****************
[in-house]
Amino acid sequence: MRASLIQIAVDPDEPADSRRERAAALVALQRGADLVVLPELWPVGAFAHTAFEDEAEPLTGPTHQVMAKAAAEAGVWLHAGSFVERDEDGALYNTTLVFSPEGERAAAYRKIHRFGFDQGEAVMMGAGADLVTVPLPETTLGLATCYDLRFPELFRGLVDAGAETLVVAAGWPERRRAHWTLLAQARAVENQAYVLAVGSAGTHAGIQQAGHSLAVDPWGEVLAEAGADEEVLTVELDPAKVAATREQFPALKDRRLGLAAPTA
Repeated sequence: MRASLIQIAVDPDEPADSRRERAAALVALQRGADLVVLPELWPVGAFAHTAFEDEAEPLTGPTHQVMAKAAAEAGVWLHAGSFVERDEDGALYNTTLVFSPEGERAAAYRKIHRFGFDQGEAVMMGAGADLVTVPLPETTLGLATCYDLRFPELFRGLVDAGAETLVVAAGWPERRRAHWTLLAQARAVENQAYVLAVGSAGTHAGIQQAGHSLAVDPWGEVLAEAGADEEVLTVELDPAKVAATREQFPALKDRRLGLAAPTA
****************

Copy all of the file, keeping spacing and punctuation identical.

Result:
[in-house]
Amino acid sequence: MRASLIQIAVDPDEPADSRRERAAALVALQRGADLVVLPELWPVGAFAHTAFEDEAEPLTGPTHQVMAKAAAEAGVWLHAGSFVERDEDGALYNTTLVFSPEGERAAAYRKIHRFGFDQGEAVMMGAGADLVTVPLPETTLGLATCYDLRFPELFRGLVDAGAETLVVAAGWPERRRAHWTLLAQARAVENQAYVLAVGSAGTHAGIQQAGHSLAVDPWGEVLAEAGADEEVLTVELDPAKVAATREQFPALKDRRLGLAAPTA
Repeated sequence: MRASLIQIAVDPDEPADSRRERAAALVALQRGADLVVLPELWPVGAFAHTAFEDEAEPLTGPTHQVMAKAAAEAGVWLHAGSFVERDEDGALYNTTLVFSPEGERAAAYRKIHRFGFDQGEAVMMGAGADLVTVPLPETTLGLATCYDLRFPELFRGLVDAGAETLVVAAGWPERRRAHWTLLAQARAVENQAYVLAVGSAGTHAGIQQAGHSLAVDPWGEVLAEAGADEEVLTVELDPAKVAATREQFPALKDRRLGLAAPTA